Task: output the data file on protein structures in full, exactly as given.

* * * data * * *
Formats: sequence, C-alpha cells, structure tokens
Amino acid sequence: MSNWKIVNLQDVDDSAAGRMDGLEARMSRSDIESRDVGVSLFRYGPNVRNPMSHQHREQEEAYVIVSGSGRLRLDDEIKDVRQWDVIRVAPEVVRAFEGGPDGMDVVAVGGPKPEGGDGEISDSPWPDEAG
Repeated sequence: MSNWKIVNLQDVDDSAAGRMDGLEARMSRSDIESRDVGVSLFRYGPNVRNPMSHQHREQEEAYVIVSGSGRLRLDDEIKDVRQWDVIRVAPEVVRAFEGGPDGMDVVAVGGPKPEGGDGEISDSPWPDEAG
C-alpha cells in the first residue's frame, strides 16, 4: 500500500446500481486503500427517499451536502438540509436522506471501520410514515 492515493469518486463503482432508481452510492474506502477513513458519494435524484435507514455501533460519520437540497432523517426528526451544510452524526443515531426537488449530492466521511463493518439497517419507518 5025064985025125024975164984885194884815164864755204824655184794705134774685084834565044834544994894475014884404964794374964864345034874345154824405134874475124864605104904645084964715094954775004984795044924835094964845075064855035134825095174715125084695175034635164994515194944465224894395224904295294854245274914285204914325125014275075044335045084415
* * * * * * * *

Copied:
Formats: sequence, C-alpha cells, structure tokens
Amino acid sequence: MSNWKIVNLQDVDDSAAGRMDGLEARMSRSDIESRDVGVSLFRYGPNVRNPMSHQHREQEEAYVIVSGSGRLRLDDEIKDVRQWDVIRVAPEVVRAFEGGPDGMDVVAVGGPKPEGGDGEISDSPWPDEAG
Repeated sequence: MSNWKIVNLQDVDDSAAGRMDGLEARMSRSDIESRDVGVSLFRYGPNVRNPMSHQHREQEEAYVIVSGSGRLRLDDEIKDVRQWDVIRVAPEVVRAFEGGPDGMDVVAVGGPKPEGGDGEISDSPWPDEAG
C-alpha cells in the first residue's frame, strides 16, 4: 500500500446500481486503500427517499451536502438540509436522506471501520410514515 492515493469518486463503482432508481452510492474506502477513513458519494435524484435507514455501533460519520437540497432523517426528526451544510452524526443515531426537488449530492466521511463493518439497517419507518 5025064985025125024975164984885194884815164864755204824655184794705134774685084834565044834544994894475014884404964794374964864345034874345154824405134874475124864605104904645084964715094954775004984795044924835094964845075064855035134825095174715125084695175034635164994515194944465224894395224904295294854245274914285204914325125014275075044335045084415